Everyone who uses, stores or controls personal information about others – whether in business, finance, law, medicine, education, or countless other fields -- is now alert to the issue of cybersecurity. Consciousness has been raised by a relentless succession of news stories about breaches of computer network security, about the improper disclosure of private, personal information -- and about the growing number of laws intended to protect against such disclosure.
But while all are aware that data security is a problem, many remain unsure if it is their problem. They believe they have too few records to be at significant financial risk, or that their security measures are especially strong and protect them against the loss or theft of data, or that the probability of an attack or breach is low for their particular businesses, or that they already have adequate financial protection for these exposures through their existing insurance policies. Sometimes this is true, but it is rare – it doesn’t take much to expose a business to liability, especially with the greater sensitivity and regulatory attention to the protection of private information. It doesn’t even require a computer network, as evidenced by the troubles experienced by a national pharmacy chain for discarding patient records in publicly accessible dumpsters.
Numerous studies have made a couple of salient points clear beyond dispute: that companies’ financial liability for breaches of data privacy and security is significant ($204 per breached record and an average aggregate cost of $6.75M per incident) and growing, and that the risk cannot be “managed away” by diligent attention to network security measures. There are too many holes to plug, ranging from lost or stolen laptops or smart phones, to rogue employees, to the practices of service providers or business partners (and their employees), for any business to eliminate its exposure for data or network security breaches.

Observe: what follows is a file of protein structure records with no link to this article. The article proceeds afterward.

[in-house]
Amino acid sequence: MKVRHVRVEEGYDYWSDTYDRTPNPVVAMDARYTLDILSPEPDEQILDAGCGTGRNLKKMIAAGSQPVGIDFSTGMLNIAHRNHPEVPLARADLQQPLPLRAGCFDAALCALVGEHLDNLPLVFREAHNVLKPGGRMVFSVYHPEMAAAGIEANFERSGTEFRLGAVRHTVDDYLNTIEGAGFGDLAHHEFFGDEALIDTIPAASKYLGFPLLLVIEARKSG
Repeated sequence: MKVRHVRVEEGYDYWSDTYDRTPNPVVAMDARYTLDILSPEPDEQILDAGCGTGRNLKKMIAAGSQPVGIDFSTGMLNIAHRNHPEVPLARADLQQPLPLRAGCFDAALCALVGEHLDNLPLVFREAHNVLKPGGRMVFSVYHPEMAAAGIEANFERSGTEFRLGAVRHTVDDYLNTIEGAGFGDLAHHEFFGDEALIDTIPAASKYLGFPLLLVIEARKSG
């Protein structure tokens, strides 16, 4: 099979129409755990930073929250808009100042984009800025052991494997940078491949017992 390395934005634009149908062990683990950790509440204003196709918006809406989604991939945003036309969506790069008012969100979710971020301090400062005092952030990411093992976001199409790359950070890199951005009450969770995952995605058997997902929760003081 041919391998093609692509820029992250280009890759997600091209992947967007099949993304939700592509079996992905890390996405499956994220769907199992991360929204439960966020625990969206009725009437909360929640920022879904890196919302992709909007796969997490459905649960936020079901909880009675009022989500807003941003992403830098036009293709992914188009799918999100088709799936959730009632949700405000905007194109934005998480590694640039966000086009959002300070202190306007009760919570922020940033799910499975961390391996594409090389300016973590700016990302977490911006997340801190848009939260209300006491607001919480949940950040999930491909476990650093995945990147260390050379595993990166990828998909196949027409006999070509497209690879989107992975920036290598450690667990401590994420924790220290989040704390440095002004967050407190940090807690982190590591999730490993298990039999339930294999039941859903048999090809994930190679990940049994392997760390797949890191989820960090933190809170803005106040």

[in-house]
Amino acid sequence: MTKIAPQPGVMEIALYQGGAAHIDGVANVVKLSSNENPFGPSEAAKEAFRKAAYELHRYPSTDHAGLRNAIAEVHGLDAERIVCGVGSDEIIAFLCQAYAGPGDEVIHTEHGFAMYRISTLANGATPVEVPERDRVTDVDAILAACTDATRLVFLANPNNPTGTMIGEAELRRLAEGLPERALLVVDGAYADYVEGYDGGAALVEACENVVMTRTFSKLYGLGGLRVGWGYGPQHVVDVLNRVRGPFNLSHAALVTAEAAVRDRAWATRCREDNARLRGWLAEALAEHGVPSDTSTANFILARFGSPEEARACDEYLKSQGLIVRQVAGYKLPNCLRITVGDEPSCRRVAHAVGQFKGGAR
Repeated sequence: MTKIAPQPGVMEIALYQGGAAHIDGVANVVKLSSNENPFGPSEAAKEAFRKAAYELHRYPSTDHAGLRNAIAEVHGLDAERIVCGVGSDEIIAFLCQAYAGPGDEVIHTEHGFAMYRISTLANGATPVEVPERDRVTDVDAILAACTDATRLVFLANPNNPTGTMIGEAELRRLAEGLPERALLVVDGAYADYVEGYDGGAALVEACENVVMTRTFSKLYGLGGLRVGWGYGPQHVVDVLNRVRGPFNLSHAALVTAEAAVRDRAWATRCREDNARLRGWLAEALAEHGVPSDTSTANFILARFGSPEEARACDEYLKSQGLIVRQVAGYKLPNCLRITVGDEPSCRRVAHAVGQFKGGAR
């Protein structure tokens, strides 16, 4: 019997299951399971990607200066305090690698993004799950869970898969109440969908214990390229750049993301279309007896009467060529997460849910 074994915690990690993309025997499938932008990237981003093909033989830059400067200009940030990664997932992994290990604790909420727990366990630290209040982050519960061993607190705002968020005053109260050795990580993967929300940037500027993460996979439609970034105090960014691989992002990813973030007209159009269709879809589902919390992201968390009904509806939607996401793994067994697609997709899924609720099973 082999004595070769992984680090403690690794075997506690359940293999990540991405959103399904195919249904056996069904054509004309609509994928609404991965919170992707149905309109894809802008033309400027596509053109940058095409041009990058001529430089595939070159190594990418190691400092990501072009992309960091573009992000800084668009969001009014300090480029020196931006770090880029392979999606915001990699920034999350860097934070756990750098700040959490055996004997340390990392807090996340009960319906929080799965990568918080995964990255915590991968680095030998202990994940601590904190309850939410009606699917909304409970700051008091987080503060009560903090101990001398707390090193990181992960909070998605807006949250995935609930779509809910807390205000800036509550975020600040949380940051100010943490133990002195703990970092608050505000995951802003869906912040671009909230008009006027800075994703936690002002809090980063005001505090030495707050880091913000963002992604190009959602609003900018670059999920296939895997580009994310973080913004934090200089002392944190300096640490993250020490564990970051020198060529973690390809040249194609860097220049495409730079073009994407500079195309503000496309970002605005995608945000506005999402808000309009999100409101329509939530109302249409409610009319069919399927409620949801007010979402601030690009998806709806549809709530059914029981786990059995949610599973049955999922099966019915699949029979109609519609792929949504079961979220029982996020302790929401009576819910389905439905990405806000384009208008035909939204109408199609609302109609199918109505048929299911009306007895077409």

People in risk management understand that often the threshold challenge is to provide well-intentioned, overstretched executives with the clear and concentrated information they need in order to make informed decisions. In the area of data privacy and network security, while much valuable information is available to those who seek it, there is also enough misinformation, half-truths and irrelevant information out there to cause confusion and paralysis.
We will work to provide information and discuss issues relating to privacy and data security insurance in a way that is informative, timely and useful. Our focus extends to other areas of “cyber liability” as well, but in all cases, we hope that we can be informational and will facilitate practical and informed decision making about risk management and insurance.
For more information about Privacy and Data Security Insurance and a quote for insurance, contact us by clicking here. Or visit
Privacy-Insurance.com/ for more information and resources regarding privacy risks.